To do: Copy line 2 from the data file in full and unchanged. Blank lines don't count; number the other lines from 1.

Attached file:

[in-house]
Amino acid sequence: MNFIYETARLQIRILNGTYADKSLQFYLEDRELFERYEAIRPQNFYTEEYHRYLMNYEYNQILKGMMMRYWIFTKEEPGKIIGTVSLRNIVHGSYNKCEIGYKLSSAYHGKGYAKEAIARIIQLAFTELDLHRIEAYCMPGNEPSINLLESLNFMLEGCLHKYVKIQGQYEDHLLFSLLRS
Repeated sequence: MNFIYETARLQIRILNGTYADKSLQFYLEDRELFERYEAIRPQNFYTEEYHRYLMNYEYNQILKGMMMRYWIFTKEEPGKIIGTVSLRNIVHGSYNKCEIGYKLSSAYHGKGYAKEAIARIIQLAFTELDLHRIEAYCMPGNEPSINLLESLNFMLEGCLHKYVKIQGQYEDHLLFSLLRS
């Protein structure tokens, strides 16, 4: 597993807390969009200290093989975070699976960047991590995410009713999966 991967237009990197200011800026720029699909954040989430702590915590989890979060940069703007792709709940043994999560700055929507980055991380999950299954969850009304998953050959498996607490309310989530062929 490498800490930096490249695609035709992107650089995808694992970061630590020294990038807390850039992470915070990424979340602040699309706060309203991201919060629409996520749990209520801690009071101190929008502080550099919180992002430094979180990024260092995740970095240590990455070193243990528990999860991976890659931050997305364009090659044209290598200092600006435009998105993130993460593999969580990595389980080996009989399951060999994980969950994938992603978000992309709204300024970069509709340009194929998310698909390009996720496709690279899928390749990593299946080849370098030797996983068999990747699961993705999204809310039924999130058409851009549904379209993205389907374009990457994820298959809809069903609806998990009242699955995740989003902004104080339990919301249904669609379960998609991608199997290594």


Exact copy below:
Amino acid sequence: MNFIYETARLQIRILNGTYADKSLQFYLEDRELFERYEAIRPQNFYTEEYHRYLMNYEYNQILKGMMMRYWIFTKEEPGKIIGTVSLRNIVHGSYNKCEIGYKLSSAYHGKGYAKEAIARIIQLAFTELDLHRIEAYCMPGNEPSINLLESLNFMLEGCLHKYVKIQGQYEDHLLFSLLRS